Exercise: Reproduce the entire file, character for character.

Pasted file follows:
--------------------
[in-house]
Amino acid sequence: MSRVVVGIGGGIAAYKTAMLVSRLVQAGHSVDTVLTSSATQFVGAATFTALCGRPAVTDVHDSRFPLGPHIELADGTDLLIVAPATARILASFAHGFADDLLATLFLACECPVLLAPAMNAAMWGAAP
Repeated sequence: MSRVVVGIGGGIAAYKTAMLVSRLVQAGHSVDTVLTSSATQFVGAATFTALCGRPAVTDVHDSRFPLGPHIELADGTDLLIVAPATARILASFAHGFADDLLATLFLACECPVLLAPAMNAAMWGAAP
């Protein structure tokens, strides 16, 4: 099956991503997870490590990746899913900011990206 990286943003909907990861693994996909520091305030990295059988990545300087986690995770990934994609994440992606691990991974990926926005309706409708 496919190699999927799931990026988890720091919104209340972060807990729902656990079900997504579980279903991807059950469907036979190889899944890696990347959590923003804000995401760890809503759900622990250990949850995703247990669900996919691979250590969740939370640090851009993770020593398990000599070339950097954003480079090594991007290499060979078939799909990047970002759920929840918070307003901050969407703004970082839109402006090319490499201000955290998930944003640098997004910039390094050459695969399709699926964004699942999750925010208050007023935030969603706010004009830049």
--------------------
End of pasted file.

[in-house]
Amino acid sequence: MSRVVVGIGGGIAAYKTAMLVSRLVQAGHSVDTVLTSSATQFVGAATFTALCGRPAVTDVHDSRFPLGPHIELADGTDLLIVAPATARILASFAHGFADDLLATLFLACECPVLLAPAMNAAMWGAAP
Repeated sequence: MSRVVVGIGGGIAAYKTAMLVSRLVQAGHSVDTVLTSSATQFVGAATFTALCGRPAVTDVHDSRFPLGPHIELADGTDLLIVAPATARILASFAHGFADDLLATLFLACECPVLLAPAMNAAMWGAAP
């Protein structure tokens, strides 16, 4: 099956991503997870490590990746899913900011990206 990286943003909907990861693994996909520091305030990295059988990545300087986690995770990934994609994440992606691990991974990926926005309706409708 496919190699999927799931990026988890720091919104209340972060807990729902656990079900997504579980279903991807059950469907036979190889899944890696990347959590923003804000995401760890809503759900622990250990949850995703247990669900996919691979250590969740939370640090851009993770020593398990000599070339950097954003480079090594991007290499060979078939799909990047970002759920929840918070307003901050969407703004970082839109402006090319490499201000955290998930944003640098997004910039390094050459695969399709699926964004699942999750925010208050007023935030969603706010004009830049």